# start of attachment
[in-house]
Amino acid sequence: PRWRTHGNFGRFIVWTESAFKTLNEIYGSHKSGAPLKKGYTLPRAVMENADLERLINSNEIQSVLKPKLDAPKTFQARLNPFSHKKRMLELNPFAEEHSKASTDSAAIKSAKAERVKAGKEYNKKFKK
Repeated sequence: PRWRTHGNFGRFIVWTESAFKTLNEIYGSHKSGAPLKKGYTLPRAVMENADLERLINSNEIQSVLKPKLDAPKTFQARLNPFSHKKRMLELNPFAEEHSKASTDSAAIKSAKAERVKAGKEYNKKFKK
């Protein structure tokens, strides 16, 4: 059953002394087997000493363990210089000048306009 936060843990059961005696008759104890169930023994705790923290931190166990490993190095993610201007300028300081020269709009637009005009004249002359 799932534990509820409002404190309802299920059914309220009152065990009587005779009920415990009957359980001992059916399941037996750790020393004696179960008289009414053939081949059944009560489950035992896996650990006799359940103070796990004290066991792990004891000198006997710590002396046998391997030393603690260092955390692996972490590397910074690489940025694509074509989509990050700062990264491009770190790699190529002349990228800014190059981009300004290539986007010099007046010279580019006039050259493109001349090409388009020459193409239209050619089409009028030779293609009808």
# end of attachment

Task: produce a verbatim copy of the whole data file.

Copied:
[in-house]
Amino acid sequence: PRWRTHGNFGRFIVWTESAFKTLNEIYGSHKSGAPLKKGYTLPRAVMENADLERLINSNEIQSVLKPKLDAPKTFQARLNPFSHKKRMLELNPFAEEHSKASTDSAAIKSAKAERVKAGKEYNKKFKK
Repeated sequence: PRWRTHGNFGRFIVWTESAFKTLNEIYGSHKSGAPLKKGYTLPRAVMENADLERLINSNEIQSVLKPKLDAPKTFQARLNPFSHKKRMLELNPFAEEHSKASTDSAAIKSAKAERVKAGKEYNKKFKK
């Protein structure tokens, strides 16, 4: 059953002394087997000493363990210089000048306009 936060843990059961005696008759104890169930023994705790923290931190166990490993190095993610201007300028300081020269709009637009005009004249002359 799932534990509820409002404190309802299920059914309220009152065990009587005779009920415990009957359980001992059916399941037996750790020393004696179960008289009414053939081949059944009560489950035992896996650990006799359940103070796990004290066991792990004891000198006997710590002396046998391997030393603690260092955390692996972490590397910074690489940025694509074509989509990050700062990264491009770190790699190529002349990228800014190059981009300004290539986007010099007046010279580019006039050259493109001349090409388009020459193409239209050619089409009028030779293609009808």